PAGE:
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VIDEO: Remembering Lucille Bliss, voice of Smurfette, dead at 96

The Smurfs Immortalized With Hand And Footprint Ceremony At Grauman's Chinese Theatre

Alberto E. Rodriguez/Getty Images

Smurfette attends a hand and footprint ceremony Immortalizing The Smurfs at Grauman's Chinese Theatre on Dec. 13, 2011 in Hollywood.

Voice actress Lucille Bliss, who voiced Smurfette from “The Smurfs” and one of the stepsisters in Disney’s “Cinderella,” died earlier this month in Costa Mesa, the Los Angeles Times reports, at 96 years old. Her funeral is scheduled to be held Tuesday at the Hollywood Forever Cemetery in L.A., according to the Comic’s Comic.

Bliss made her name in the voiceover world by voicing the title character on “Crusader Rabbit,” TV’s first animated series. It first aired on L.A.’s KNBH, and the creative team behind it included Jay Ward, who went on to be the man behind the Rocky & Bullwinkle cartoons.

Bliss said she originally cast as Elroy on the Jetsons, but that after refusing to use a stage name to hide the fact that an adult woman was doing the voice of a small boy, she was replaced. However, this has been disputed by animation historian Mark Evanier.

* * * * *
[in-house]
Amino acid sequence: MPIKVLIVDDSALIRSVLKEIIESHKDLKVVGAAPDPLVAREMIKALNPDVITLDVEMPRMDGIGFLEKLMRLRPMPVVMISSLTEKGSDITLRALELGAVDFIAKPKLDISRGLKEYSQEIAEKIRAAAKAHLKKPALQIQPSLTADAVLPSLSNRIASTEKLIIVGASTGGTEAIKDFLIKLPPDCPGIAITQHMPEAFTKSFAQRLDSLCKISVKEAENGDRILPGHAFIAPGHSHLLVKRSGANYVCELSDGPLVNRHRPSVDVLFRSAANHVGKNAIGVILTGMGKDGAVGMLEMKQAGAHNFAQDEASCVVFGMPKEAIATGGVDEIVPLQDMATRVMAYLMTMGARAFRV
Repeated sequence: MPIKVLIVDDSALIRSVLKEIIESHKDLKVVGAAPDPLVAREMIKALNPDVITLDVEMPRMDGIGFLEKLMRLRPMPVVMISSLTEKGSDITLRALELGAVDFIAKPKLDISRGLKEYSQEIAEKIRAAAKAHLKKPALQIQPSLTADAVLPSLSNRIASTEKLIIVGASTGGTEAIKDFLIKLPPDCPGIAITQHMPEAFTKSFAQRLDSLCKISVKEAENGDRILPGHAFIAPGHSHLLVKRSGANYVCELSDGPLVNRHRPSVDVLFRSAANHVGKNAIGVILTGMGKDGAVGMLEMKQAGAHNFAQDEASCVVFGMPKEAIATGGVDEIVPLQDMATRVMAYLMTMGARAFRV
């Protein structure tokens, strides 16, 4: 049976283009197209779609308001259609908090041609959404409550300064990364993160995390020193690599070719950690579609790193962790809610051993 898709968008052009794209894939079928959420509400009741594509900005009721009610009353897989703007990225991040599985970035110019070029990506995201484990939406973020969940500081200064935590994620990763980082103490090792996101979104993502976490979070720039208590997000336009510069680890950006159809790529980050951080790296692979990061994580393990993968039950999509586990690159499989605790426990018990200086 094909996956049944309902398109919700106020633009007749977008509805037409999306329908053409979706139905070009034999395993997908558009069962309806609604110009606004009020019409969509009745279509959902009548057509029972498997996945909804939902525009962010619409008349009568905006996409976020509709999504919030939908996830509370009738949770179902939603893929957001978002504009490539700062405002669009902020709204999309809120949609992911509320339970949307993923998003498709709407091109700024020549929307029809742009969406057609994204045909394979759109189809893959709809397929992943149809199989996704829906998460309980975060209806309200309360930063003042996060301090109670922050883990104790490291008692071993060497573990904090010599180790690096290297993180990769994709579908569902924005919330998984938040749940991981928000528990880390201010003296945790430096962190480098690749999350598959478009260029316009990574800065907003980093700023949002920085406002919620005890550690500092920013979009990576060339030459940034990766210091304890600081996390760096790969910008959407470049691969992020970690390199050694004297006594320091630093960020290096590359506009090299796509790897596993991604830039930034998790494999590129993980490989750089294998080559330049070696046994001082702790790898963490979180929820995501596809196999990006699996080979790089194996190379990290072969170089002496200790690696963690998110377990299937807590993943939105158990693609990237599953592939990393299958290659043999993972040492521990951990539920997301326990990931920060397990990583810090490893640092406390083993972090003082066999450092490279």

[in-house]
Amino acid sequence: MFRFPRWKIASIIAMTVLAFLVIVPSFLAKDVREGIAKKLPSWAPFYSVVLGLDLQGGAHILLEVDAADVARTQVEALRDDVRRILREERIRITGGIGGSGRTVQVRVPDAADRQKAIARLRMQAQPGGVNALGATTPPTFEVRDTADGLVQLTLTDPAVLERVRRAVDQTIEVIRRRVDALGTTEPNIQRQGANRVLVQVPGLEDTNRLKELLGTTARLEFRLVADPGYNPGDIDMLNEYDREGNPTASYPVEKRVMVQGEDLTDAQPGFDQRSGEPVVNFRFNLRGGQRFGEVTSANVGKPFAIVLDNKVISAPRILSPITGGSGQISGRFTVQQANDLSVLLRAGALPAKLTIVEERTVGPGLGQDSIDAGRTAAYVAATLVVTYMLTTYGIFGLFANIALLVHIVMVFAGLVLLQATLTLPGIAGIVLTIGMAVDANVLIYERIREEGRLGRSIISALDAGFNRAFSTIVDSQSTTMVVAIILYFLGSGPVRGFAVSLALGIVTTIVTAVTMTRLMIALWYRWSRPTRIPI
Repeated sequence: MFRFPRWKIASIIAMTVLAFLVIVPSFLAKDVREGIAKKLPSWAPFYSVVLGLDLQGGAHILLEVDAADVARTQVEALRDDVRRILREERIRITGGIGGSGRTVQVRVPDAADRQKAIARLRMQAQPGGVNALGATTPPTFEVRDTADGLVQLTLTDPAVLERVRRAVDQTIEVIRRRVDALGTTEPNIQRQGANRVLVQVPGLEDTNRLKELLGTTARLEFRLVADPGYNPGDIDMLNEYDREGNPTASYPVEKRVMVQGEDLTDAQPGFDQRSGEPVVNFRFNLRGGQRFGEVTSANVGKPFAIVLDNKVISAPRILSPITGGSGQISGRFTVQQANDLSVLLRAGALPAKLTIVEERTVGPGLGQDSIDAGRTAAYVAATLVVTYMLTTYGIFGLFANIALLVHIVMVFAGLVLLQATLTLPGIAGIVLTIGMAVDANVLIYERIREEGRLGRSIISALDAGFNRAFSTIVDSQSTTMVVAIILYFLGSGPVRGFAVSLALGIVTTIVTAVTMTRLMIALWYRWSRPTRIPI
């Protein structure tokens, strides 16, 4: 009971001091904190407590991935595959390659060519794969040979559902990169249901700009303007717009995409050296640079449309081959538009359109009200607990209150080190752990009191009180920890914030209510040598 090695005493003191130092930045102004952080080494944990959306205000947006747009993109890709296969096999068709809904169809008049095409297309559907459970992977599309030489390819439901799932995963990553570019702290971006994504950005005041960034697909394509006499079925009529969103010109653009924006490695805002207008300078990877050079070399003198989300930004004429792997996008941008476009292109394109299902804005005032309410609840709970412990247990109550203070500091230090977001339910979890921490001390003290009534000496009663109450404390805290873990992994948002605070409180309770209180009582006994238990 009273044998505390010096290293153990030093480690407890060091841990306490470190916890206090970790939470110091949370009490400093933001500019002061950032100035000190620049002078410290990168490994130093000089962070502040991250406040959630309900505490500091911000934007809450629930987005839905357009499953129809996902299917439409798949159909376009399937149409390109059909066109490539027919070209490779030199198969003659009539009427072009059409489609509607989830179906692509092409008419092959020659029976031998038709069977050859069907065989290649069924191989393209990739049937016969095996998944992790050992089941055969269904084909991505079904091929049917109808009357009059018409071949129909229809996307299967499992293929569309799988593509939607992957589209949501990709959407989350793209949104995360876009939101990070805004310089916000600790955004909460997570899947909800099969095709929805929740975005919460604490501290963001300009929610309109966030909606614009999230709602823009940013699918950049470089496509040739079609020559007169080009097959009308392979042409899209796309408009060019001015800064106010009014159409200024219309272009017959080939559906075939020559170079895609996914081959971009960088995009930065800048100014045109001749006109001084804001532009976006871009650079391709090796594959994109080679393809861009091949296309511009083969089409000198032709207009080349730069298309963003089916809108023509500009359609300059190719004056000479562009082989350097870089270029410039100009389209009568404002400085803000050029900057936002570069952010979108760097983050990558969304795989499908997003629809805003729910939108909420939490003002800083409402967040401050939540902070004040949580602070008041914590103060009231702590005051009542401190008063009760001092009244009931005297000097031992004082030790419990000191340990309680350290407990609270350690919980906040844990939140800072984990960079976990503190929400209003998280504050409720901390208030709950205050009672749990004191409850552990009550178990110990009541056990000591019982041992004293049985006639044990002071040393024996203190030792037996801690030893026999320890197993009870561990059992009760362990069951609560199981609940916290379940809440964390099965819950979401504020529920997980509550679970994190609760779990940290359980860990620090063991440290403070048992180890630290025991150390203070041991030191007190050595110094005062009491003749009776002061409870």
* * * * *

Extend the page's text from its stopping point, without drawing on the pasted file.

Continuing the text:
Bliss likely had her largest impact as the voice of Smurfette on “The Smurfs,” providing the previously all-male Smurf village with a female influence. (It’s a voice provided in the more recent feature film by someone else known for her voice, but not necessarily her voice acting — Katy Perry.)

Bliss talks about creating the voice for the character in this 2005 interview:

She was working as recently as last month, according to the Times, and continued lending her voice to modern cartoons — including early 2000s cult hit “Invader Zim” as Zim adult nemesis Ms. Bitters.

Some of her film contributions included characters in “Alice in Wonderland” and “The Secret of NIMH,” as well as several Flintstones movies.

Outside of animation, Bliss got started early on with radio serials and doing USO shows in San Francisco during World War 2. She hosted a local San Francisco children’s show in the 1950s that Bliss said helped inspire “The Mickey Mouse Club.”

Her numerous projects included narrating several stories on a Disney children’s storytelling album:

Find out more about Bliss in this two-and-a-half hour 2005 interview:

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